Am I crazy or is Kurt Vonnegut?

Although I fit the target demographic for Kurt Vonnegut’s books—young, white, male, with affectations of literary style and hard-won worldliness—I never read him until last week. I’m not sure what to make of Slaughterhouse-Five. Bold and funny as it may be, and sprinkled with bits of capital-K knowledge, it also cheesed me off with its built-in catchphrases, its discombobulated authority structure, and its apparent contempt for its protagonists.

Here’s a telling example.

Billy Pilgrim has just checked in to a Manhattan hotel.

The room was small and simple, except that it was on the top floor, and had French doors which opened onto a terrace as large as the room. And beyond the parapet of the terrace was the air space over Forty-fourth Street. Billy now leaned over that parapet, looked down at all the people moving hither and yon. They were jerky little scissors. They were a lot of fun.

I got an electric shock from those last sentences. They seem to present the same image in three completely different ways, one after another. “Hither and yon” is a mockery of the high literary diction that’s normally found in novels. “Jerky little scissors” is quick and poetic and somehow just right. “They were a lot of fun” is surprisingly offhand. It undercuts the serious mood of “hither and yon” and shows us exactly what Billy Pilgrim, the simpleton, thinks of the pedestrians on the sidewalk below.

I’m excited by this collision of styles. But I’m also a bit lost. Which of these approaches are tongue-in-cheek? Which, if any, can I trust?

A similar excavation of untrustworthy sources plays out in the book as a whole. The book’s central philosophy is espoused by an alien race, the Tralfamadorians, who are a superficial parody of “little green men” from outer space. The Tralfamadorians may or may not exist, since we only understand them through the mind of Billy Pilgrim, a shell-shocked Army veteran who never had any brains to begin with. Billy Pilgrim is nothing more than a slapsticky stand-in for Kurt Vonnegut himself, and everyone knows the last person you should trust is an author who reveals “himself” as the man behind the curtain in his own book.

Disorientation is the goal here, for sure. But I felt like Vonnegut didn’t even give me a scrap of sincerity to hang on to.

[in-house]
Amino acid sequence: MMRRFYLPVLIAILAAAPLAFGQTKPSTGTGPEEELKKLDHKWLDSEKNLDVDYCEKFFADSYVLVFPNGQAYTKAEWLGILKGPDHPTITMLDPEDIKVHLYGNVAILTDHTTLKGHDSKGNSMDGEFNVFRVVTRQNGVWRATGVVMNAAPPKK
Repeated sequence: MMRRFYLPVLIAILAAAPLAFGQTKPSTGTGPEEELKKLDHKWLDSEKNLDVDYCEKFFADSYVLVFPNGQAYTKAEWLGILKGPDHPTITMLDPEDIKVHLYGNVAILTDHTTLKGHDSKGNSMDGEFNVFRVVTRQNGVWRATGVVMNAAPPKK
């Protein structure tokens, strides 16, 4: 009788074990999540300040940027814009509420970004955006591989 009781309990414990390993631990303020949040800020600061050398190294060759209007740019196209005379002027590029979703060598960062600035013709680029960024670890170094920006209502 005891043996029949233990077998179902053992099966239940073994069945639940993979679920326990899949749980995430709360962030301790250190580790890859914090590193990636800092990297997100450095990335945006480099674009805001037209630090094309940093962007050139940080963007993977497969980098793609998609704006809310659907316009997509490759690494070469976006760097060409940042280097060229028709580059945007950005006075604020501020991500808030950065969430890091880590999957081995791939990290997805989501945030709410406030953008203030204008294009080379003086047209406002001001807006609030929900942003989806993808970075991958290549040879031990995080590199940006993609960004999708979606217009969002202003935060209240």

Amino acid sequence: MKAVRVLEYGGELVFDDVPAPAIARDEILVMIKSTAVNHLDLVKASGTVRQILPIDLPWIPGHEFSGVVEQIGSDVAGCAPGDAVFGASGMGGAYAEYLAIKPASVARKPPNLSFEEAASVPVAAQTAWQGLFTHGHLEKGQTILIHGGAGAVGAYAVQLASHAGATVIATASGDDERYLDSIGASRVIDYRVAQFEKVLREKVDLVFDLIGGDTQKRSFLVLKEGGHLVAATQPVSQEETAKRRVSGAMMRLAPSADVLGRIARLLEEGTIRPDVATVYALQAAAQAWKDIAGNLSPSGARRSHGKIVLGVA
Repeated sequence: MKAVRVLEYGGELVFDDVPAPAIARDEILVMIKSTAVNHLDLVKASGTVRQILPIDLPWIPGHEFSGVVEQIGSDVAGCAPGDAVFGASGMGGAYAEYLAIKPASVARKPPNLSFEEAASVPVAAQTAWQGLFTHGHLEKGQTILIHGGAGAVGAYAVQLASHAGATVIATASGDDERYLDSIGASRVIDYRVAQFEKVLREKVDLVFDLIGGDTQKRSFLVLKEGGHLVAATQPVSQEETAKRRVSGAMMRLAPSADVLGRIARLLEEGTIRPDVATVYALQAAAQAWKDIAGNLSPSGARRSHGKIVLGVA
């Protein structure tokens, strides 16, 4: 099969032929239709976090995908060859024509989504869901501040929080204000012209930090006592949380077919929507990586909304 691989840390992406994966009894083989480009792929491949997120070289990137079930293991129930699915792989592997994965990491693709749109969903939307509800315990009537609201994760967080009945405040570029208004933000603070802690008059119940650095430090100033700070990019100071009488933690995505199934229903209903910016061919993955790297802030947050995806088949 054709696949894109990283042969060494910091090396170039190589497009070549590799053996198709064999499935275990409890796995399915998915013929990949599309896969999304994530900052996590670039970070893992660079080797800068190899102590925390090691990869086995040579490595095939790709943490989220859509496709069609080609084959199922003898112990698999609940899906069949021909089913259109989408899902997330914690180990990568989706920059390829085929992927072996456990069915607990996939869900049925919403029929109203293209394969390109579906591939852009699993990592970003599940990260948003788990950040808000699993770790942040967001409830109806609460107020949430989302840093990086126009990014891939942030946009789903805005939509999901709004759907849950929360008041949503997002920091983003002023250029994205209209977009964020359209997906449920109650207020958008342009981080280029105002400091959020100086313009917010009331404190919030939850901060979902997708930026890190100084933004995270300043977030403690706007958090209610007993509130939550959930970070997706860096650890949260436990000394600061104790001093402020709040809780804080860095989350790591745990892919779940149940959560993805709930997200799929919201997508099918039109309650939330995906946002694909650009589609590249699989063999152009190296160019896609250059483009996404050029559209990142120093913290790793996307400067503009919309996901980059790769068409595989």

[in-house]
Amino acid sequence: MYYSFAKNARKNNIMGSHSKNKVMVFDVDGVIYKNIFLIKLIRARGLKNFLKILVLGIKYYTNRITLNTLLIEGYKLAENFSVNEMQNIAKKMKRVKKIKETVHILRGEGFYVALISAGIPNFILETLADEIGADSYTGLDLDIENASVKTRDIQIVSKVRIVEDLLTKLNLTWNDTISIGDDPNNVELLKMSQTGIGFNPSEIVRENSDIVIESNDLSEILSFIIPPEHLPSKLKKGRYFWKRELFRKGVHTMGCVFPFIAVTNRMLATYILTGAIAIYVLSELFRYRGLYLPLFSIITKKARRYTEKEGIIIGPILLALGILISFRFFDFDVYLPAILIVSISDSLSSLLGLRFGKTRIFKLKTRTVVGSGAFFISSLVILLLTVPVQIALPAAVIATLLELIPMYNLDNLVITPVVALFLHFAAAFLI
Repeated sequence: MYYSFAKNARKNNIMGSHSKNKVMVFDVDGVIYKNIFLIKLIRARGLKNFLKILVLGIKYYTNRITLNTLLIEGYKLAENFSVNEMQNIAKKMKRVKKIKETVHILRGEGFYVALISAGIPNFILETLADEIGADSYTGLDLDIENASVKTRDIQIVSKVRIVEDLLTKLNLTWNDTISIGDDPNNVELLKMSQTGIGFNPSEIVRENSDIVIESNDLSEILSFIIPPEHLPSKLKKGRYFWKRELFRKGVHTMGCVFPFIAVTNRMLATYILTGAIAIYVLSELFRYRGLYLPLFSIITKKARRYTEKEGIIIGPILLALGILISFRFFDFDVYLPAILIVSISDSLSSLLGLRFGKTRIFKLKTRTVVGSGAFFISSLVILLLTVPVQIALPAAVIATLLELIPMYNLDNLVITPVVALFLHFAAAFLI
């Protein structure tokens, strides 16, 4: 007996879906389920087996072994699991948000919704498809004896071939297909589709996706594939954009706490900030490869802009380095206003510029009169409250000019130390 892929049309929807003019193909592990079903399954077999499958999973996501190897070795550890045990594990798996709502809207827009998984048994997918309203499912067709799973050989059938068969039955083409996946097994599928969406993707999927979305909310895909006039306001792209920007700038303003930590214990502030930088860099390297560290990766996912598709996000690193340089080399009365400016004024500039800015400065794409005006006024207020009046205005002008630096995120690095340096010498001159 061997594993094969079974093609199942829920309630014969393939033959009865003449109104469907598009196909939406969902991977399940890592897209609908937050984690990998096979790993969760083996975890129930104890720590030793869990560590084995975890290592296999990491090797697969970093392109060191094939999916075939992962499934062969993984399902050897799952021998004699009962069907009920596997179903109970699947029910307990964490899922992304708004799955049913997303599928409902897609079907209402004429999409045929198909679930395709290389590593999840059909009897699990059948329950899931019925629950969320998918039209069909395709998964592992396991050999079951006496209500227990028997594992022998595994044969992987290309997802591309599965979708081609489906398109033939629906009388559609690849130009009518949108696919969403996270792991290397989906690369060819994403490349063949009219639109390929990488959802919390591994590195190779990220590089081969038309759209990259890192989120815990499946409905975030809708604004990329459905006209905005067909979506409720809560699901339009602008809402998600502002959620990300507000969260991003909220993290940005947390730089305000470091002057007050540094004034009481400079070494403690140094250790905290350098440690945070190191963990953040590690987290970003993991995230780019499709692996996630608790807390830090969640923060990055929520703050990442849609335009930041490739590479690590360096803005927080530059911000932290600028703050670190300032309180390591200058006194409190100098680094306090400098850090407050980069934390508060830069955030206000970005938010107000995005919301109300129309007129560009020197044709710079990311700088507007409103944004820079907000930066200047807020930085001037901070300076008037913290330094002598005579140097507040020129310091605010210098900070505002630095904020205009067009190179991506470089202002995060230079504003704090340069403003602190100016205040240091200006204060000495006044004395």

What do you think of this guy?

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5 Comments

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5 Responses to Am I crazy or is Kurt Vonnegut?

  1. Really? Your objection is a lack of sincerity? I see Vonnegut’s texts as almost painfully sincere, something like an anguished refusal to be resigned even as one is all but inured by absurdity, all whipped up into tropes that we would dismiss as hokey if it weren’t for the fact that he’s just so damn earnest about it all.

  2. fictionadvocate

    Yep. I felt like any sincerity was choked out by his self-conscious fussing and his narrative hijinks. Are you saying the hijinks are a reflection of the absurd historical moment? I hear that. But I don’t know why that would lead us directly to scatalogical humor and dime-store wisdom. Are you saying the hokey stuff is *supposed* to be bad, and that’s why it’s good? This may come down to a difference in “taste.” Also, when did you first read Vonnegut? I wonder if he wears thin as we get older.

  3. Tony

    I don’t think the question is whether or not the “hokey stuff” (which I never found hokey but hilarious and interesting) is supposed to be bad but whether it’s supposed to be believed. I think this is a book that relies heavily on its introduction, the chapter where Vonnegut speaks of how long its taken him to write a book about his personal experience in the fire bombing of Dresden. Then we go into a novel where we’ve fallen out of time, where we get flashes of Dresden but are unable to stay there for more than a few pages. One reading could be that this is Vonnegut still, after all these years and books, being unable to look directly at this tragedy for too long. This may explain why the aliens seem straight from a movie and why the main character gets to jump out of tragedy and into a glass dome where he has sex with a movie star. Of course, I may be reaching.

    Also, Billy Pilgrim is not a stand in for Vonnegut. In this novel, Vonnegut is a stand in for Vonnegut. He is a pathetic character but makes sense in this novel as an antithesis to the macho characters usually found in war movies placed in a moment in history that has no real space for heroics.

    In conclusion, Vonnegut is great. Brian is crazy.

  4. Baba O'Reilly

    I think that you missd the point of Vonnegut. He isn’t an author that will stick to one style and always be poetic or descriptive or even based in one world. The passage that you described it very typical Vonnegut, a poetic description with a point. Have you ever looked at people from a balcony high above? I, personally as a people watcher, find that they are alot of fun to watch. I think you’re reading too much into a poetic description.

    Slaughterhouse five isn’t my favoright Vonnegut, if you want a Vonnegut that is more in the style for every reader go with “Cat’s Cradle.” If you want a really jerky, in your face Vonnegut go with “Breakfast of Champions.”

  5. Todd Smith

    First read Slaughter House 5 at 57. It took my 19 yr old daughter to introduce me to Vonnegut.
    Talking to the porter post napping on the train “Man” porter says,”you sure had a hard on!” Pure genius,best set up to a laugh that has ever been uttered!!!My take; Billy and Vonnegut are the same man trying to explain the horrors, that can’t have description, with the only tool available, humor.
    I can’t wait to read his other works.

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